FDA Sets More Strict Requirements for Transvaginal Mesh Implant Devices for Pelvic Organ Prolapse Repair

FDA Sets More Strict Requirements for Transvaginal Mesh Implant Devices for Pelvic Organ Prolapse RepairThe U.S. Food and Drug Administration (FDA) has taken action to warn consumers about the risks involved with surgical mesh devices that are implanted to repair pelvic organ prolapse (POP). On January 4, 2016, the FDA issued two final order to manufacturers of these devices. The first was to re-classify transvaginal mesh devices from class II for moderate risk devices to class III for high risk devices. The second order was to require manufacturers of vaginal mesh devices to submit a premarket approval (PMA) application which would support the safety and effectiveness of their vaginal mesh products that are used to repair POP.

Pelvic organ prolapse is a fairly common health condition in women. In the United States about 24 percent of women are reported to have had some form of POP, most commonly after childbirth or menopause, according to Healthy Women.org. POP occurs when one or more of the organs in a woman’s pelvis, the uterus, bladder or urethra is no longer supported by the pelvic floor muscles and they begin to shift down and protrude from the vaginal canal. In order to repair POP, a physician would insert the vaginal mesh device through the vaginal opening to repair those weakened muscles and support the pelvic organs.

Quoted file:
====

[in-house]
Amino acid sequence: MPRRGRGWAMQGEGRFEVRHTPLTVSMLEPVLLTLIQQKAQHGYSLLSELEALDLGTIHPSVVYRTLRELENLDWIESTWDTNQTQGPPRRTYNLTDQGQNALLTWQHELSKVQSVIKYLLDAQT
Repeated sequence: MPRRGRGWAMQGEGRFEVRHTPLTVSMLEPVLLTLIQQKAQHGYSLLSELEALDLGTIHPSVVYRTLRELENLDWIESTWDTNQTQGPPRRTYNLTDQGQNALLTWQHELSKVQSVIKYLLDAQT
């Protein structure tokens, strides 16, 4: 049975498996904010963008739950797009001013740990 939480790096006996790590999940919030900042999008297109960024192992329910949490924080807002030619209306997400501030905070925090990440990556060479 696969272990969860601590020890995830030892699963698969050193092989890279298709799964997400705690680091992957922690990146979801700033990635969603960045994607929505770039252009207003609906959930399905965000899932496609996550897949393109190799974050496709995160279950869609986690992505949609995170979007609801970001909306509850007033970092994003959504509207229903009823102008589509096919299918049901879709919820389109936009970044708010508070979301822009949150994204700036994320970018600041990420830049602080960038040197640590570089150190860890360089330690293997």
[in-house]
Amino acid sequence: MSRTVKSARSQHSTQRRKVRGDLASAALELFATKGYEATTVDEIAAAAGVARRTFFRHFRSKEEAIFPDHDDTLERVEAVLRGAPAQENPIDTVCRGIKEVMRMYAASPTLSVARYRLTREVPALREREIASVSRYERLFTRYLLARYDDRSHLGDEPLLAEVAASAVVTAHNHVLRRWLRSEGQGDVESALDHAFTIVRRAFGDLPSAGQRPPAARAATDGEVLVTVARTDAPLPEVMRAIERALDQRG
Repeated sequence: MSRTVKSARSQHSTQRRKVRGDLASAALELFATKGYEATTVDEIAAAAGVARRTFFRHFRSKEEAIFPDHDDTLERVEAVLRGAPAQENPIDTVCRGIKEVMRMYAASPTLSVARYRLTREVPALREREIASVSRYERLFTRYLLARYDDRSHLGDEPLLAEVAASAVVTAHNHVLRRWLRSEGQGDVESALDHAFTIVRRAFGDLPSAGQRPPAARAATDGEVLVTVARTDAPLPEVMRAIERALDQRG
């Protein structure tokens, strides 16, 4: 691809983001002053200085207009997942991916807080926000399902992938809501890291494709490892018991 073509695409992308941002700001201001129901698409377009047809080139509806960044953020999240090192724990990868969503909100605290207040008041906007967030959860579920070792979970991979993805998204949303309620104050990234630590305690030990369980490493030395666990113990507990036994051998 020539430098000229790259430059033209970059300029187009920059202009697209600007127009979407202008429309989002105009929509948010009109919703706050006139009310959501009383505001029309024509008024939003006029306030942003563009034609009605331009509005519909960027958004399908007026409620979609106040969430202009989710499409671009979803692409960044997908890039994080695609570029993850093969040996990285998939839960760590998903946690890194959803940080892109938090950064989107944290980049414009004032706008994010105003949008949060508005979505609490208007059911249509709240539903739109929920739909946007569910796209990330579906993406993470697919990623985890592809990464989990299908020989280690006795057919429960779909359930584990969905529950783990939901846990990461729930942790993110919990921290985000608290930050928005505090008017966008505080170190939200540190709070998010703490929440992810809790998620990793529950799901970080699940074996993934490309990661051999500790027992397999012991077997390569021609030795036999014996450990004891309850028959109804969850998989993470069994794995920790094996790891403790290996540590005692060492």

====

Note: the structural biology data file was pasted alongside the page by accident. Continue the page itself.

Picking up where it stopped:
What the FDA is warning about is that the placement of the vaginal mesh through the vaginal canal puts women at greater risk for complications than when the device is implanted through an incision in the abdomen. The FDA has received more than 1,000 adverse event reports from women who had the vaginal mesh device implanted between 2008 and 2010, with an additional 2,874 reports associated with POP repair since that then. In 2011 the FDA issued a safety warning about the serious complications associated with the transvaginal placement of the mesh implants, and earlier in 2008 the FDA issued a Public Health Notification notifying consumers that the complications associated with these implants were not rare.

Some of the complications that women have complained about after having the mesh implanted vaginally include:

  • Infection
  • Erosion of the mesh implant
  • Bleeding
  • Perforation of the bladder, bowel or urethra
  • Painful intercourse

Some of these complications require a second, revision surgery to repair the damage caused by the initial vaginal mesh implant. Sometimes doctors are unable to remove the mesh entirely, which leave the patient with ongoing symptoms such as pain, bleeding and discomfort on sitting, standing walking and painful intercourse.

The FDA is advising doctors to inform patients of the increased risk of complications with the mesh implants, discuss the benefits and risks of ono-surgical options and to consider surgeries that do not utilize the mesh implants and to consider the option of placing the mesh abdominally.

Thousands of women have filed lawsuits against the manufacturers of the pelvic mesh implant products in order to recover financial compensation for their medical bills, pain and suffering, lost wages and other losses including the cost of revision surgery.